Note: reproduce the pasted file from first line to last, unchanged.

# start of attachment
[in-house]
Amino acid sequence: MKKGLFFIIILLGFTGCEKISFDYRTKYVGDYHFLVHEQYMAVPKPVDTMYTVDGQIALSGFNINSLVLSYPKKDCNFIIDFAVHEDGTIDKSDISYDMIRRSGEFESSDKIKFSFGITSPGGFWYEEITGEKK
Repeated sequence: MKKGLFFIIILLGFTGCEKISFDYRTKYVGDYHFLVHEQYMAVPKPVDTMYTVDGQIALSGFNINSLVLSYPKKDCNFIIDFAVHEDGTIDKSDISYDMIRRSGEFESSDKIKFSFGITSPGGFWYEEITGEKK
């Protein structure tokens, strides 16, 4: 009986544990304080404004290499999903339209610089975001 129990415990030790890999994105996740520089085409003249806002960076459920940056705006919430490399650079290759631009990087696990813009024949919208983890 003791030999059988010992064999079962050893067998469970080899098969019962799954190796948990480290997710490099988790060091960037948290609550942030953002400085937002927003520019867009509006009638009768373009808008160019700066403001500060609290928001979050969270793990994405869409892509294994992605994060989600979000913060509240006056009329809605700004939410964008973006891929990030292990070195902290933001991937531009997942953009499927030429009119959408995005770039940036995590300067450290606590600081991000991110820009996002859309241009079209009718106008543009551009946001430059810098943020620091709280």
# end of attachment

[in-house]
Amino acid sequence: MKKGLFFIIILLGFTGCEKISFDYRTKYVGDYHFLVHEQYMAVPKPVDTMYTVDGQIALSGFNINSLVLSYPKKDCNFIIDFAVHEDGTIDKSDISYDMIRRSGEFESSDKIKFSFGITSPGGFWYEEITGEKK
Repeated sequence: MKKGLFFIIILLGFTGCEKISFDYRTKYVGDYHFLVHEQYMAVPKPVDTMYTVDGQIALSGFNINSLVLSYPKKDCNFIIDFAVHEDGTIDKSDISYDMIRRSGEFESSDKIKFSFGITSPGGFWYEEITGEKK
């Protein structure tokens, strides 16, 4: 009986544990304080404004290499999903339209610089975001 129990415990030790890999994105996740520089085409003249806002960076459920940056705006919430490399650079290759631009990087696990813009024949919208983890 003791030999059988010992064999079962050893067998469970080899098969019962799954190796948990480290997710490099988790060091960037948290609550942030953002400085937002927003520019867009509006009638009768373009808008160019700066403001500060609290928001979050969270793990994405869409892509294994992605994060989600979000913060509240006056009329809605700004939410964008973006891929990030292990070195902290933001991937531009997942953009499927030429009119959408995005770039940036995590300067450290606590600081991000991110820009996002859309241009079209009718106008543009551009946001430059810098943020620091709280």